Goodbye. Hasta Luego. Sayonara. Don’t let the door hit ya, where the good Lord

split ya.


There are a few more sayings we could throw at 2020. It is unreal that we are

actually in the new year. Did last year even begin?


As I leaf through the pages of my planner it’s clear that my written-out goals for

2020 (made in the hopeful part of early January) were not reached. All the events,

all the excursions, the vacations, the dinners, the parties…they blew up in smoke.


What an awful year, right? Devastation, a pandemic, civil unrest, hurt, anger, loss…


But is that all to remember about 2020? I don’t know about you, but I don’t want

the painful events of last year to mar my view of 2020. Because, you know what?

There were also a ton of things to be proud of in 2020. New businesses were

launched. Immediate families spent more time together. Extended families learned

to appreciate phone calls and video chats more than ever. Creativity and ingenuity

were more heavily utilized. True heroes were recognized. We became more

resourceful. We found the need to clearly delineate boundaries on “friends” from

social media, learning to sometimes “snooze” or “unfollow” them. The cream rose

to the top and we saw the true characters of people more clearly. We learned to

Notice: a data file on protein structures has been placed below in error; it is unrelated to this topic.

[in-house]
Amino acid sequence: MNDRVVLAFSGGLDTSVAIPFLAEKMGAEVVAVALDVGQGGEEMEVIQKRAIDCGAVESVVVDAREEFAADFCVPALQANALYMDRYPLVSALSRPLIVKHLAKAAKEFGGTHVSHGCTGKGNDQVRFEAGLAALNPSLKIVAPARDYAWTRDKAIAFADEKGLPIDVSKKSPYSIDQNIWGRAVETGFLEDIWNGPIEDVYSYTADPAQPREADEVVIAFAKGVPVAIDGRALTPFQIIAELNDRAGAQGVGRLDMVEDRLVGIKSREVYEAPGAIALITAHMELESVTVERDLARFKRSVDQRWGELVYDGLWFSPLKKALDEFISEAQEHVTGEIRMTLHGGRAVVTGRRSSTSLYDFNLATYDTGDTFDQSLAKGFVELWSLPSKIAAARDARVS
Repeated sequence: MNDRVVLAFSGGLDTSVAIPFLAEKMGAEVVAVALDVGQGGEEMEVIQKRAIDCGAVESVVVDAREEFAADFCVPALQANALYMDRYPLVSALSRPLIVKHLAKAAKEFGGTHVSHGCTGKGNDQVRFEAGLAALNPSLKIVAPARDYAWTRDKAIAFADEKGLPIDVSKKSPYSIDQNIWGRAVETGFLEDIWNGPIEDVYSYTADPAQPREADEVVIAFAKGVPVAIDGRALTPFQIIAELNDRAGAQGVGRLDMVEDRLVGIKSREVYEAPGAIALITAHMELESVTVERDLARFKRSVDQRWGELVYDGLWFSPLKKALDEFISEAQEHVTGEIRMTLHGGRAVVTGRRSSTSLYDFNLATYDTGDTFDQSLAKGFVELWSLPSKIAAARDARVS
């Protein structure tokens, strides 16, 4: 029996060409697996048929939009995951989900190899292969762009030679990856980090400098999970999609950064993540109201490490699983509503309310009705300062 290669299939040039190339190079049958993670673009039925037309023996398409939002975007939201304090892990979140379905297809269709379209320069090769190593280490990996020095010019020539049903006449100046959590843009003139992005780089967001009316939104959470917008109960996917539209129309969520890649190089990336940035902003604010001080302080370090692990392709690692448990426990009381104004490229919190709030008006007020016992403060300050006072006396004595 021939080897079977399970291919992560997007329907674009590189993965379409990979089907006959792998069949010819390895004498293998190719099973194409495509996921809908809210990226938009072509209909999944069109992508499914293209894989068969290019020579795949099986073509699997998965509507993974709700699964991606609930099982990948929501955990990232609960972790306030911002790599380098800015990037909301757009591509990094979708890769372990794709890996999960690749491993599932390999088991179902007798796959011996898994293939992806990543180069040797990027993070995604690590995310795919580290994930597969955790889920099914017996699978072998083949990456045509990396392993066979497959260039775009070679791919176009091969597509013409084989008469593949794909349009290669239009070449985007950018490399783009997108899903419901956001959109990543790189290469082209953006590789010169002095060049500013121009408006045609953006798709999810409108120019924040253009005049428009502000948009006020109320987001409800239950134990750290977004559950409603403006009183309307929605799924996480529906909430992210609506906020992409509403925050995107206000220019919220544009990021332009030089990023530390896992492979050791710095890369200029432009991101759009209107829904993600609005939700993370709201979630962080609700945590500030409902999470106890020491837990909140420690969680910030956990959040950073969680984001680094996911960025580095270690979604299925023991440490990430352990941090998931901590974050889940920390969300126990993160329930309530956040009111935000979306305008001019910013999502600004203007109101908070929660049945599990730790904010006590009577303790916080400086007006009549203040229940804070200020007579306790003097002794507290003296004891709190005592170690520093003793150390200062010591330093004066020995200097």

appreciate things we once took for granted, like toilet paper. We became more

aware of the fragility of life and the need to truly live every moment–perhaps in

memory of those we lost during such a devastating year.


There is no promise that 2021 is going to wash away the negative memories of

  1. But I know for a fact that when generations to come learn about the events of

this last year they will appreciate the resiliency of their ancestors.


This year, in lieu of resolutions, I am practicing presence and compassion. I will live

each day the best I can. I will wake up with energy and hope, and go to bed with

peace and gratefulness. I will extend compassion to those who lost, who struggle,

and even those who spewed hate. I will remember that each of us experienced the

events of this last year through a different lens–we each walked in different shoes.


This month we celebrate a man who lived through tremendous adversity. Though,

at the time, it may have looked different than it does in 2020, this man understood

that the power of an individual, in their daily attitude and behaviors, could change

the world.

“Darkness cannot drive out darkness: only light can do that. Hate cannot drive out

hate: only love can do that.”

–Martin Luther King, Jr.